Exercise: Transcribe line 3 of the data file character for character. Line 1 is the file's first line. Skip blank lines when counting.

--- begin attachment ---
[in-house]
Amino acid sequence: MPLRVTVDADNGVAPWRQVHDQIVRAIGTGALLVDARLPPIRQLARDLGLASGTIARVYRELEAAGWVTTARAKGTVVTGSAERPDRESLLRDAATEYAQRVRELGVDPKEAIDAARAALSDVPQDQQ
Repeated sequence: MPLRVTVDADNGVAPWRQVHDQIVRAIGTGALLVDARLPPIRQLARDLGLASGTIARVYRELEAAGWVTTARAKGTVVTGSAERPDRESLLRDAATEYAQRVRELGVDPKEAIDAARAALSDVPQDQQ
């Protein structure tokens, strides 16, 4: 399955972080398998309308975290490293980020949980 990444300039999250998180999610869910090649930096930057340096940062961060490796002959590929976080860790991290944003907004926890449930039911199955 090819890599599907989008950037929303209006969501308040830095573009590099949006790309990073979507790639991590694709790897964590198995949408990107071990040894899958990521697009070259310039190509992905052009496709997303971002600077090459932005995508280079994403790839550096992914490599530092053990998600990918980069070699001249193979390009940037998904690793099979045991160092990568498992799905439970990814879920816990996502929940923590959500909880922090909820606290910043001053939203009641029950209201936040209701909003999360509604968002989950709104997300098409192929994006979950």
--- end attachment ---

Repeated sequence: MPLRVTVDADNGVAPWRQVHDQIVRAIGTGALLVDARLPPIRQLARDLGLASGTIARVYRELEAAGWVTTARAKGTVVTGSAERPDRESLLRDAATEYAQRVRELGVDPKEAIDAARAALSDVPQDQQ